Yeavering Archive: Discovery of the Site
This aerial photograph, taken in the exceptionally dry summer of 1949 by Dr J.K.S St Joseph, alerted archaeologists
to the presence of an important archaeological site at Yeavering. By 1951 an archaeologist, Brian Hope-Taylor,
examined this photograph in order to determine whether it might be the long lost remains of Ad Gefrin, an
Anglo-Saxon palace mentioned by Bede writing in the 8th century, but referring to earlier events that became the
Ecclesiastical History of the English People. Bede's description of the land around Yeavering fitted perfectly
with the site of this new discovery and soon preparations were underway to excavate the site and find out once and
for all if this was Ad Gefrin. But in 1952 a quarry started to destroy part of the site, and Hope-Taylor rushed to
record what he could. Fortunately, only part of the site was destroyed by the quarry and the rest went on to be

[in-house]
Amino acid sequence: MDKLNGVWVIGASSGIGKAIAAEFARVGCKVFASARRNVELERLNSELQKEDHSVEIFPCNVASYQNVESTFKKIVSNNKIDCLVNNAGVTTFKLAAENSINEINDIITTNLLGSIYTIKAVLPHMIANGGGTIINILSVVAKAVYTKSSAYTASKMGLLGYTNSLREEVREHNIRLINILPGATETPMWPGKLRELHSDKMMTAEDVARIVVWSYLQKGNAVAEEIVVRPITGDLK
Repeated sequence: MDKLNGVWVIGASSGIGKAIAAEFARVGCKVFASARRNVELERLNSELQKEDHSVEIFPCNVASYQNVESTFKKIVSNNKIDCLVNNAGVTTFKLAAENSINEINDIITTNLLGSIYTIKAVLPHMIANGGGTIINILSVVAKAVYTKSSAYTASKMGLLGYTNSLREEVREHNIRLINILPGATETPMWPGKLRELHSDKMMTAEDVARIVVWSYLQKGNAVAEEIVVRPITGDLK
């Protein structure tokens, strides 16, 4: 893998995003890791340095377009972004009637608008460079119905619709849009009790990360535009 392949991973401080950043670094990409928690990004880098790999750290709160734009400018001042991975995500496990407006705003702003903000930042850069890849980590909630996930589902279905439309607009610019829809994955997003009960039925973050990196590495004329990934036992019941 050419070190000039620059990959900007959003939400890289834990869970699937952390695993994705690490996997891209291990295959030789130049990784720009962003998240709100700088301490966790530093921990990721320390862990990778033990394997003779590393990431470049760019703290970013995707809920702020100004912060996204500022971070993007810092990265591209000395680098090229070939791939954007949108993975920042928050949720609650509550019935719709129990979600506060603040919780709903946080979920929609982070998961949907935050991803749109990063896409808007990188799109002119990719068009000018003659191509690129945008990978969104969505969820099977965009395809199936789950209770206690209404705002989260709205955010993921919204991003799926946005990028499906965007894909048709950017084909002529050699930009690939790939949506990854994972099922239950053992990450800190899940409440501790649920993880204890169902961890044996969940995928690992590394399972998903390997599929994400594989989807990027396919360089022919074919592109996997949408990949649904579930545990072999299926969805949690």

excavated by Hope-Taylor as originally planned.
Brian Hope-Taylor's excavations marked an important watershed in the development of archaeological techniques with
full area excavation and the careful identification of the many different phases of timber building. His report on
Yeavering was a thick volume of over 400 pages, now out of print. In it he presented a methodical account of the
discovery of the site, he rigorously cross referenced to many ancient documents and presented a well thought out
analysis and interpretation of his findings. Even today, archaeologists struggle to produce such comprehensive
reports on their findings. Sadly, Brian Hope-Taylor died in 2001. The loss to archaeology was immense.
Today Yeavering is in private ownership; a flat green field that betrays no sign of its ancient and noble past.
However, the site continues to excite research and interest to this day, both for its early medieval periods on which we have
focused and the earlier periods of site history.